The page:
What information does option-implied skewness contain, and how is it related to the momentum anomaly?
Gurdip Bakshi, Nikunj Kapadia, and Dilip B. Madan created estimators for option-implied moments of the distribution of the returns to the underlying asset, and launched a broad and ongoing investigation of this distribution’s information content that focuses on the asymmetric third moment of skewness.
So far, these explorations find at times contradictory evidence about the information content of option-implied risk-neutral skewness (RNS), the third moment of this distribution. High positive RNS has been said to have a negative relationship with returns due to behavioral preferences for lottery stocks and a positive relationship due to low RNS proxying for overvaluation, particularly in the presence of short-sale constraints.
To shed additional light on this issue, help resolve potentially contradictory findings, and better understand the information channel, we examined the relationship of RNS to both the past and future price path of stocks.
We find that contemporaneous RNS estimated at the end of the month has a positive correlation with returns for the underlying stock over the following month. An equal-weighted zero-cost portfolio sort on high (i.e., most positive) minus low (most negative) RNS exhibits significant abnormal returns of 94 bps, of which 39 bps is due to the short leg. This result is consistent with the overvaluation explanation advanced by prior research.
However, the remaining 55 bps is due to the long leg, which doesn’t fit the explanation. Furthermore, a value-weighted equivalent high minus low RNS portfolio has abnormal returns of approximately 70 bps, with 48 bps due to the long and 21 bps due to the short leg. Across both portfolio weightings, the greater magnitude of the excess and abnormal return contribution of the high-RNS long leg suggests that there is more to the RNS anomaly than the extant overvaluation explanation of the RNS anomaly that focuses on the short leg. Indeed, we find that the valuation channel proposed for low-RNS stocks works both ways, and that high-RNS stocks are relatively undervalued, explaining their upward price rebounds in the figure below. Furthermore, we find that the long leg of the zero-cost high-low RNS portfolio has a positive and significant conditional beta during market rebounds while the short leg does not, suggesting a dynamic that overvaluation under short-sale constraints does not capture.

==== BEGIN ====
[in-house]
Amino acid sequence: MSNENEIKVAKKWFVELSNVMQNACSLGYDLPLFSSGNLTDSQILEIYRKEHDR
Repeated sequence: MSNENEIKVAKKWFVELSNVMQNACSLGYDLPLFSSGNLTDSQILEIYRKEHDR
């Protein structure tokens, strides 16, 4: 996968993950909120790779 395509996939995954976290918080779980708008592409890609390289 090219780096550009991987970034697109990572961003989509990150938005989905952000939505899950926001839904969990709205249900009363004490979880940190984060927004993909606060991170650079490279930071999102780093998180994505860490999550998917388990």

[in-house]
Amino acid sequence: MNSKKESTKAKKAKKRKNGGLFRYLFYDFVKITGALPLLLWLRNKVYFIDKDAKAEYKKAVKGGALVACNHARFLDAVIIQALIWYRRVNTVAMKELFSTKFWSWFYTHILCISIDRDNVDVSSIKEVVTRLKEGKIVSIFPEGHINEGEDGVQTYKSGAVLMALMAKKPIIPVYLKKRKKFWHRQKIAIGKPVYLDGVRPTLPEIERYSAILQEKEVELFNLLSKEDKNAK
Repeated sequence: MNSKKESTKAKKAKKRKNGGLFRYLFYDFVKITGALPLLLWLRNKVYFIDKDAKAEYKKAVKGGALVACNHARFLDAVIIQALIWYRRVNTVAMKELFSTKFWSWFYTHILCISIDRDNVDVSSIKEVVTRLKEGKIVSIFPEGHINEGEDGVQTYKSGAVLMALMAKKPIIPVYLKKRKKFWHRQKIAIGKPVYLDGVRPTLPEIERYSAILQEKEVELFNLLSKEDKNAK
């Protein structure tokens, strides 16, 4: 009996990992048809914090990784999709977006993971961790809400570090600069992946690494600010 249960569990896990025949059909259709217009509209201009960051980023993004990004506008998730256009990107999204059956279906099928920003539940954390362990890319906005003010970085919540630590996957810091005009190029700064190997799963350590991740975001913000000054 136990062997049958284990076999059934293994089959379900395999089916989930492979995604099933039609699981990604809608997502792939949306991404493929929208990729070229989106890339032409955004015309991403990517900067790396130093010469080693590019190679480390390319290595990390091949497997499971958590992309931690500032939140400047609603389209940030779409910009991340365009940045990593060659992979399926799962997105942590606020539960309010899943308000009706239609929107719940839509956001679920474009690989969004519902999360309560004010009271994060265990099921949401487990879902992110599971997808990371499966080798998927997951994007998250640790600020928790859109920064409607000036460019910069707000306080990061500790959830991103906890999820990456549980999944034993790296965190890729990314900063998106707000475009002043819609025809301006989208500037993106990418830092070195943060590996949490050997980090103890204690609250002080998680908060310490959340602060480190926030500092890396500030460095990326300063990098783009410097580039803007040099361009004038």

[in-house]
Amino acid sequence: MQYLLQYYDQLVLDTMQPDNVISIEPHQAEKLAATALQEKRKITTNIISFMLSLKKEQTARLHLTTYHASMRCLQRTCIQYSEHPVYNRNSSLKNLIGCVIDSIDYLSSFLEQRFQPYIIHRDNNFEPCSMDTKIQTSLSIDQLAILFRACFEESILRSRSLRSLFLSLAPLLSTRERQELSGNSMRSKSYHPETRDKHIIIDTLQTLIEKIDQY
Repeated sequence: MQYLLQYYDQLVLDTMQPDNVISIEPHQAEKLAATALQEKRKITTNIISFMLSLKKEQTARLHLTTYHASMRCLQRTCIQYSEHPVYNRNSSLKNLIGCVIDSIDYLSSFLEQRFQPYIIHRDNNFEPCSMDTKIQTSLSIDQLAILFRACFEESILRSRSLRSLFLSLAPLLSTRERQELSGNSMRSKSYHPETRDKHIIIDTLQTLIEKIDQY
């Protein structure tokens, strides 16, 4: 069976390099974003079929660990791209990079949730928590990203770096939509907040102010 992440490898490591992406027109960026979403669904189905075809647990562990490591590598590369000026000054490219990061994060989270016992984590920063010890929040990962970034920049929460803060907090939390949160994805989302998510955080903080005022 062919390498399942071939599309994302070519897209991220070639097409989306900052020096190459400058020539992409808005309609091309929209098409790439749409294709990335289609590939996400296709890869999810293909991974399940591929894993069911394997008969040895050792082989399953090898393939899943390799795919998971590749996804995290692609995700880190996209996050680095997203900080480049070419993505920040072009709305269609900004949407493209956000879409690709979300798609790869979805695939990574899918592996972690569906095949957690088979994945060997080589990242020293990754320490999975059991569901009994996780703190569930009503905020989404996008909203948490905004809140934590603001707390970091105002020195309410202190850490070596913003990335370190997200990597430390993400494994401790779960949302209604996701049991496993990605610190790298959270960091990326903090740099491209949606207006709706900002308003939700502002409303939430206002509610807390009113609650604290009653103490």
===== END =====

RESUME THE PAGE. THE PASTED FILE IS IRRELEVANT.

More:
Based on these findings, we propose an alternative explanation to the RNS anomaly as an indicator of stock price rebounds, directly tying it to the momentum crash phenomenon in which a reversal of trends causes a reversal in the momentum anomaly.
Path-Dependent Relationship between RNS and Underlying Monthly Returns
Path-dependent relationship between RNS and underlying monthly returns. The Quintile 5 portfolio contains stocks with the most positive option-implied skewness at the end of month 0, whereas Quintile 1 contains the lowest.